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Media Release

HRC’s Liley Medal winner’s research will encourage new ways of thinking about cancer

Issue date:
Dr Robin Olds, Lady Margaret Liley and Professor Stephen Robertson

The HRC's Liley Medal was awarded on Wednesday 10 November 2010 to Professor Stephen Robertson at the Science Honours Dinner in Christchurch.

Professor Robertson, from the Dunedin School of Medicine at the University of Otago in Dunedin, has been honoured for his outstanding research which demonstrates the critical nature of developmental timing of key genetic events and will encourage new ways of thinking about cancer.

His research, published in the journal Nature Genetics (2009), is the first to seriously question current dogma that inherited mutations in a tumour suppressor gene predispose to cancer. This work was conceived, led and performed in Dunedin, and subsequently involved the coordination of a large cohort of international collaborators.

Cancer dogma has been that a mutation in a cancer-causing gene, regardless of whether you are born with it, or acquire it later in life, has the same end result – a predisposition to malignancy.

Professor Robertson’s paper presents a dramatic exception to what was considered to be this fundamental rule. It had been known that acquiring a mutation in the cancer gene, WTX, early in childhood is associated with malignancy – in this case, a childhood cancer called Wilms tumour. Remarkably, Professor Robertson’s study showed that being born with a WTX mutation results in a developmental bone disease, rather than cancer.

To date, ‘space’ and ‘time’ restraints on tumour development in cancer have been poorly understood, and most research activity has been directed to just understanding which genes, when altered, can lead to cancer. Professor Robertson’s research produced a novel and unexpected finding that indicates that the same genetic event, separated only by space and time, can have dramatically different outcomes. In this case, that being born with a mutation in the cancer gene WTX does not result in the childhood kidney cancer Wilms tumour, whereas acquired mutation in WTX is known to be associated with tumour formation.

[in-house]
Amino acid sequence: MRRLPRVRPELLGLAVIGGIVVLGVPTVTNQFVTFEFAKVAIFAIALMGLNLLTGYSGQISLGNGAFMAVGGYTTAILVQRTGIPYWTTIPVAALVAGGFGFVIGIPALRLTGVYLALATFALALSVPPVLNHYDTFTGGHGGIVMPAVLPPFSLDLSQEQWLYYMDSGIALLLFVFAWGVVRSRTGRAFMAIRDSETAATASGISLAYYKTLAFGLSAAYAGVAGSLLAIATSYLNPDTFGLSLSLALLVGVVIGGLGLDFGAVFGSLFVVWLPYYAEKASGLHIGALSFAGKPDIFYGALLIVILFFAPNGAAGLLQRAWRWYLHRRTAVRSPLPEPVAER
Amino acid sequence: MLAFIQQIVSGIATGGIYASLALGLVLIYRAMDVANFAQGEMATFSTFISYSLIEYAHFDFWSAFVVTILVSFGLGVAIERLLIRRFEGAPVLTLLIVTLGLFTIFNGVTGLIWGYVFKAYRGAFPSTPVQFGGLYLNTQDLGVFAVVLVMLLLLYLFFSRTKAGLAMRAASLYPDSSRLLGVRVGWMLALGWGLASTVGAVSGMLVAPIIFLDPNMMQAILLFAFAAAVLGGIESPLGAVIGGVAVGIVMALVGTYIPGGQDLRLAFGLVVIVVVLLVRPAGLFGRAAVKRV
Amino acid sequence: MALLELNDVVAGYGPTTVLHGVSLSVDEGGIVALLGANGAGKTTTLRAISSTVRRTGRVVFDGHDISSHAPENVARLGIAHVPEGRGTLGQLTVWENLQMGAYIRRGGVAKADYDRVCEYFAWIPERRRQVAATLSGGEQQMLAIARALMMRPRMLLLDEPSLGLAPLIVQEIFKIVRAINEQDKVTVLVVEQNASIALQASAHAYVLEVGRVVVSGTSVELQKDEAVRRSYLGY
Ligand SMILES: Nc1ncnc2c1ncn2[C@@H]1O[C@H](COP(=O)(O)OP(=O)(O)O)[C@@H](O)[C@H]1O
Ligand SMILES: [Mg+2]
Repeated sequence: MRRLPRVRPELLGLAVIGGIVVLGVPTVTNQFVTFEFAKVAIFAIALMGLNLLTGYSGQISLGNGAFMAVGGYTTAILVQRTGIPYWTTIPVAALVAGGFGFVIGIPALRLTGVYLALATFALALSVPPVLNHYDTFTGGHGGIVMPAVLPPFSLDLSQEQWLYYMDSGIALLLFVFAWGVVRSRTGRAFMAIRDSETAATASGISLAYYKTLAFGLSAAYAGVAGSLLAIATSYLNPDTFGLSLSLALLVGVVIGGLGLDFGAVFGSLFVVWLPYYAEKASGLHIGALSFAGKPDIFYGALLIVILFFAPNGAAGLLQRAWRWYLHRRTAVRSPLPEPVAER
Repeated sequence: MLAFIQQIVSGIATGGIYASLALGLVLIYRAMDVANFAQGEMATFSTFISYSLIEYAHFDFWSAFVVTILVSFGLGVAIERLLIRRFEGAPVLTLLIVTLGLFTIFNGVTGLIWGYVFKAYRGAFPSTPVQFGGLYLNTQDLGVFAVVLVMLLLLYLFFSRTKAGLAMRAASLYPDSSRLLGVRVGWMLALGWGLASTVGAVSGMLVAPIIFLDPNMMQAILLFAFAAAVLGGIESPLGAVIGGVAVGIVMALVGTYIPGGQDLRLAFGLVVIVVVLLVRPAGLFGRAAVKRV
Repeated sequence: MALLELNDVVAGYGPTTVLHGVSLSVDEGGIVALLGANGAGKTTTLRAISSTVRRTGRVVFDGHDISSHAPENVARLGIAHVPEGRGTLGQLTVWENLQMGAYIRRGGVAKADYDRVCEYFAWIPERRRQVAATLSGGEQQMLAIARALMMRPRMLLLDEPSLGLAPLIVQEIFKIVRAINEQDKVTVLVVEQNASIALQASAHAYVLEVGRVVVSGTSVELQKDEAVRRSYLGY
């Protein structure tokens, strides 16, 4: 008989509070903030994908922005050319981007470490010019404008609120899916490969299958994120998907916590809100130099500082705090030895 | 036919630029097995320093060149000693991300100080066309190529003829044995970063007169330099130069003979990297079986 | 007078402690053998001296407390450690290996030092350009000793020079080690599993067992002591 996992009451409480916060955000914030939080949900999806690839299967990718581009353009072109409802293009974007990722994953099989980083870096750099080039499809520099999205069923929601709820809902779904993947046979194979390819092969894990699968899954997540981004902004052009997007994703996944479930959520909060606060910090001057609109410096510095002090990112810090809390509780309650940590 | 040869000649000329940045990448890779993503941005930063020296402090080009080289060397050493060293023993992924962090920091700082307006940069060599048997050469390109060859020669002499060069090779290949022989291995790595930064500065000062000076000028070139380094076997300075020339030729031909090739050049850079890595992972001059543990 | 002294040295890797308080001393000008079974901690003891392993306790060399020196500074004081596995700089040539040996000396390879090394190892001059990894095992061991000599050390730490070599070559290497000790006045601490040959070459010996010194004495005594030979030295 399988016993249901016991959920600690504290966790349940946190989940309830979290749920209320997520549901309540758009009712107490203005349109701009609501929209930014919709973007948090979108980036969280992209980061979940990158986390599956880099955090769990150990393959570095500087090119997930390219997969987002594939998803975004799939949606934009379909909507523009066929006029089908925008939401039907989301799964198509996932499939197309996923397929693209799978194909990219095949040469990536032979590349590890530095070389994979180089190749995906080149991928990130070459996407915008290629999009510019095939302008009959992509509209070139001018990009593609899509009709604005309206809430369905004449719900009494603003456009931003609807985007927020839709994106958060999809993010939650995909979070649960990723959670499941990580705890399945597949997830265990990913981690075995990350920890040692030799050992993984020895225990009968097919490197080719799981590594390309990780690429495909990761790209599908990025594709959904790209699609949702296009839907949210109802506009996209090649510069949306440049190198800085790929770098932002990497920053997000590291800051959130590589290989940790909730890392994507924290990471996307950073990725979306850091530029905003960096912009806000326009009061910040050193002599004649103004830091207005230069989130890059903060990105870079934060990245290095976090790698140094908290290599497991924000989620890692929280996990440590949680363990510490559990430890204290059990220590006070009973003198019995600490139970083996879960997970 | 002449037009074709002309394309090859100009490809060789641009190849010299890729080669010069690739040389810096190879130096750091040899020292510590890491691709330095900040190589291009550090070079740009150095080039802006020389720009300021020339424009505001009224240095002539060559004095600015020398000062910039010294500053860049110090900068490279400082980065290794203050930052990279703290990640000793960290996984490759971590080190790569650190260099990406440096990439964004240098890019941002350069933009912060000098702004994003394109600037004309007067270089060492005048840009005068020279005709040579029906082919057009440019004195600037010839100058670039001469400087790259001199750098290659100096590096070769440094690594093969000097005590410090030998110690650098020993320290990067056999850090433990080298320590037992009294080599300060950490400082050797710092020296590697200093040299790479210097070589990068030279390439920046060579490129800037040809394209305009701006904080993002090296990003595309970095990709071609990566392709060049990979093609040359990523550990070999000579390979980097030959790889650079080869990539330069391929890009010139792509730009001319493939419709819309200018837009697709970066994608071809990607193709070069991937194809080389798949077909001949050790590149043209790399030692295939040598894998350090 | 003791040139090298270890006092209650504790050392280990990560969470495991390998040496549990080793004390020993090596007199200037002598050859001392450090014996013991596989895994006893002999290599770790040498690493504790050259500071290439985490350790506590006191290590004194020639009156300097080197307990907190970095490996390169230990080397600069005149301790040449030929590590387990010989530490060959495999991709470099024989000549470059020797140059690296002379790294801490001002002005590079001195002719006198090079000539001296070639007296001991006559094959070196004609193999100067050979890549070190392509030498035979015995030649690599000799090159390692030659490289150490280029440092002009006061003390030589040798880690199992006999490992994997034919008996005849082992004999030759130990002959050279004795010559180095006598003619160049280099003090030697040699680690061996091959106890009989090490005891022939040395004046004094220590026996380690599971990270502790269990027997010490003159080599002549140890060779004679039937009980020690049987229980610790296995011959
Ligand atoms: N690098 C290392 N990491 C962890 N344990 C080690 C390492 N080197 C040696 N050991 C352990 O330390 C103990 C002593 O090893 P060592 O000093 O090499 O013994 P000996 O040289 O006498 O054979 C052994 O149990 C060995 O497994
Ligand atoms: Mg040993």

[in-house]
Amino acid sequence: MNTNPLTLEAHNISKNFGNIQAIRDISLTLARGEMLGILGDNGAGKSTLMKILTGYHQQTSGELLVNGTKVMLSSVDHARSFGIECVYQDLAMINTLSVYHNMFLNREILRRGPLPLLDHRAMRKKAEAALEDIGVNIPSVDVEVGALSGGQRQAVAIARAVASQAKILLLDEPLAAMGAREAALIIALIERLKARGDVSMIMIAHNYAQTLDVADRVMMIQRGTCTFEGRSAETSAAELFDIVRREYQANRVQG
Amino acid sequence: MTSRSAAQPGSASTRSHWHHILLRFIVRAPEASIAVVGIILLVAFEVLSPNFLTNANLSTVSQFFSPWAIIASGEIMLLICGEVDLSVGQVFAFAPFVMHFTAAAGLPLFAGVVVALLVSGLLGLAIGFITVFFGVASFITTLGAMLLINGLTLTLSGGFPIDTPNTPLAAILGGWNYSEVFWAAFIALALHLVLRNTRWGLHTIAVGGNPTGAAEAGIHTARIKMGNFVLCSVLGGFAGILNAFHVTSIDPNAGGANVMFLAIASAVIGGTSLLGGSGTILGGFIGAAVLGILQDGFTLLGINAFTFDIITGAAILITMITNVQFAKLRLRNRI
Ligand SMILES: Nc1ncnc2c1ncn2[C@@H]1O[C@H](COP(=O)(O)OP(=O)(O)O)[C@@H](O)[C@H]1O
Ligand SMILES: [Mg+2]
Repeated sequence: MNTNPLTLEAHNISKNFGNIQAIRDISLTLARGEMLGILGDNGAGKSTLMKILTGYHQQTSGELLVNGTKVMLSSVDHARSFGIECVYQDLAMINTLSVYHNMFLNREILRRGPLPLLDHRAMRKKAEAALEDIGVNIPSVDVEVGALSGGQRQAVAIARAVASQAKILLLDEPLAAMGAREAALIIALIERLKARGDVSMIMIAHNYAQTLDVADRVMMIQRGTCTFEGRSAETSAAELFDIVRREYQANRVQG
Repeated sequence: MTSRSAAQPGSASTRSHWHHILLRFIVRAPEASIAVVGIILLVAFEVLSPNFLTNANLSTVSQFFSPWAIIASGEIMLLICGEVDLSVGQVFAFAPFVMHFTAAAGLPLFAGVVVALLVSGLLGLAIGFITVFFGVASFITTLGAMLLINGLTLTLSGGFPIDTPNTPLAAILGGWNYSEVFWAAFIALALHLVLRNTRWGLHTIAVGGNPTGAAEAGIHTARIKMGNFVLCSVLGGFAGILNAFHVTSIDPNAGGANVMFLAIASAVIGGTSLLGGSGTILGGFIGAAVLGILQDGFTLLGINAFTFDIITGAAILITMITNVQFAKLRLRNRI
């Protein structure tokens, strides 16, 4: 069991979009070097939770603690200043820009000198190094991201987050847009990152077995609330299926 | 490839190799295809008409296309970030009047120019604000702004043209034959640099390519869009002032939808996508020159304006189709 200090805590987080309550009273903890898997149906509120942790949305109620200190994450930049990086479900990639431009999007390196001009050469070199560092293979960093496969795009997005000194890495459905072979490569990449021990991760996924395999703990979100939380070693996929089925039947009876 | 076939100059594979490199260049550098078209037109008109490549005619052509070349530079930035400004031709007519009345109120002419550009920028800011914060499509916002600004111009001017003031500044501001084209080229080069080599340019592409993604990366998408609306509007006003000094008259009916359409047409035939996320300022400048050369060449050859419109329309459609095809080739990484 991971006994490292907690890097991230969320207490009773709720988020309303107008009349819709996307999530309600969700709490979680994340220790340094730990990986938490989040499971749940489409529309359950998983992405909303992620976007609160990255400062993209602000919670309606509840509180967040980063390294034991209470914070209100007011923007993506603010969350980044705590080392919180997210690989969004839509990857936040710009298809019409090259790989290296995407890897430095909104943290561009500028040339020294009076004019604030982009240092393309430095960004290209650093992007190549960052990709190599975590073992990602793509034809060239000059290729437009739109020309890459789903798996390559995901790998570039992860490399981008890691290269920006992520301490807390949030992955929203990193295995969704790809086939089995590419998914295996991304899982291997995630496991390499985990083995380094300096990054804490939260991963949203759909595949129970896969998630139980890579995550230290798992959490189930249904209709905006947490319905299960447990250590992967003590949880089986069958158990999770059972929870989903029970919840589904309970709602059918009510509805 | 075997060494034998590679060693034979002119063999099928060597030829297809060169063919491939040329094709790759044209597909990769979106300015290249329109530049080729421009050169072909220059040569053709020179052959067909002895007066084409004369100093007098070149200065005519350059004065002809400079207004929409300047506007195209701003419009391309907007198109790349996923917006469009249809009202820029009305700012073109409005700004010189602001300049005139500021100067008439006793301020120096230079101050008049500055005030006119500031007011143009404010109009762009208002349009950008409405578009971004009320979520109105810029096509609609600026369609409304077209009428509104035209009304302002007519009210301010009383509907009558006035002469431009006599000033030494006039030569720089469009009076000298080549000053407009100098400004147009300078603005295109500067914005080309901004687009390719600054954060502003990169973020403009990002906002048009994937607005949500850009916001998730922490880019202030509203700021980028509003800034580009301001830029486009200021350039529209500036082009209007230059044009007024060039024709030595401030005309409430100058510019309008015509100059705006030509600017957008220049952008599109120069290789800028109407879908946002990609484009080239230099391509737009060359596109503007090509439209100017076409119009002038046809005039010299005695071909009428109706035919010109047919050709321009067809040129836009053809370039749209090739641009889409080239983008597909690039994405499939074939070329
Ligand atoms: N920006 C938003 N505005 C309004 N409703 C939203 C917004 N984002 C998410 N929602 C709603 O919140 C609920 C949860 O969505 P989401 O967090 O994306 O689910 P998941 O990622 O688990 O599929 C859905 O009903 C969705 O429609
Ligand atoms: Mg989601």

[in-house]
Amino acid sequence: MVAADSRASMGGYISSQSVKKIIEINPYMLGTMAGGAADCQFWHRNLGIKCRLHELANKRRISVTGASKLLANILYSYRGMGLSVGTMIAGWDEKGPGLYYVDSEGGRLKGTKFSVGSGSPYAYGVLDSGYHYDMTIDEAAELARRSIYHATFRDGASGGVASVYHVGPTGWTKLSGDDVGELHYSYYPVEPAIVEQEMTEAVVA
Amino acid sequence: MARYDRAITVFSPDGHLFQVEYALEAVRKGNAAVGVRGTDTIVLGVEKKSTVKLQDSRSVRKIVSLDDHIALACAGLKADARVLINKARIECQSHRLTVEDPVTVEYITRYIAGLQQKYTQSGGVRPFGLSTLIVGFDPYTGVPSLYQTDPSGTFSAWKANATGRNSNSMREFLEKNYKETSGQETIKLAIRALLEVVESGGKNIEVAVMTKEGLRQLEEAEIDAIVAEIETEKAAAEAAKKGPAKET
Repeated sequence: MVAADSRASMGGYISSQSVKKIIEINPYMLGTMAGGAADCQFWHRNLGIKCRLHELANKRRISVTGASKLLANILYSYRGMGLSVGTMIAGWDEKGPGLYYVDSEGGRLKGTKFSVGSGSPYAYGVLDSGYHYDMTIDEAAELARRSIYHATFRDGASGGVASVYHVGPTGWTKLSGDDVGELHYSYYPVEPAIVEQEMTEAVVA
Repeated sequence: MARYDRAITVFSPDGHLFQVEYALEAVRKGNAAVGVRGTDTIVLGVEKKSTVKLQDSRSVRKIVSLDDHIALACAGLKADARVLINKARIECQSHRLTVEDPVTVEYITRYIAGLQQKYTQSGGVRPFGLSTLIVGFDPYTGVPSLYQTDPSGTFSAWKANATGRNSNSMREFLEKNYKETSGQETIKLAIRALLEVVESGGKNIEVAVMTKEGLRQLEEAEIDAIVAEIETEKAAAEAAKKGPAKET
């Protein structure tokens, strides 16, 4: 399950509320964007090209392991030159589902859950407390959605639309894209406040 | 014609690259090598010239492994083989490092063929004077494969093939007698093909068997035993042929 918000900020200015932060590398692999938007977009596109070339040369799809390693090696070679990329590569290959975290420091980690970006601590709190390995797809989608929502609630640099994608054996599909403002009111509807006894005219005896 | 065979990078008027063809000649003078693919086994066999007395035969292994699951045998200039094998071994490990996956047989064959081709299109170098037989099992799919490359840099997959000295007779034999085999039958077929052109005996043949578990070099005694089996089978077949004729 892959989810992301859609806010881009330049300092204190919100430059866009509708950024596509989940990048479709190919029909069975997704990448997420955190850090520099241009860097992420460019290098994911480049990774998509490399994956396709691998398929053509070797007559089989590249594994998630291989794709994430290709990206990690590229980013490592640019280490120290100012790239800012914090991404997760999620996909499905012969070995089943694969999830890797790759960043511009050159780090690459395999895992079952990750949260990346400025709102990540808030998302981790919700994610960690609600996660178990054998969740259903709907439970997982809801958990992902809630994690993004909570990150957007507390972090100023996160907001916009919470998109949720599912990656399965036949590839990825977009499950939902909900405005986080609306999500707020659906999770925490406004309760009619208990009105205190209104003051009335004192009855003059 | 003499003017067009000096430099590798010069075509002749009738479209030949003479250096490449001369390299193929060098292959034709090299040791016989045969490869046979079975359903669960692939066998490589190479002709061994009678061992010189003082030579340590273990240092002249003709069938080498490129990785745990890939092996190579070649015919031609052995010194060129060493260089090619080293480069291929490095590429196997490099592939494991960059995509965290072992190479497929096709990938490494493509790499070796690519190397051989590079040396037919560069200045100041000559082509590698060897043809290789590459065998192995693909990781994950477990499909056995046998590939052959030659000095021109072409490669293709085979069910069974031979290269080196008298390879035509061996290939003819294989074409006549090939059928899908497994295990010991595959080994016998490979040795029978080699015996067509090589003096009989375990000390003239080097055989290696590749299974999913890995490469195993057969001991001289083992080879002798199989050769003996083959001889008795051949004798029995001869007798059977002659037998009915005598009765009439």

His finding charts a way forward for understanding complex disease processes at a time when there is an overwhelming amount of complex genomic information available.

HRC Chief Executive, Dr Robin, Olds said: “Professor Robertson’s nominated paper was published in 2009 in one of the highest ranking journals in the world, and sees him, as senior author, complete a rare trifecta – three papers in five years in Nature Genetics.”


  • Professor Stephen Robertson is the Child Health Research Foundation Professor of Paediatric Genetics at the University of Otago in Dunedin.
  • He was appointed as the Inaugural Curekids Professor in late 2002 and established the Clinical Genetics Laboratory. (The Child Health Research Foundation launched an initiative in 2002 to establish a chair at the University of Otago that was dedicated to aspects of child health research).
  • Professor Robertson has pioneered study of the genetic determinants of congenital malformations in children.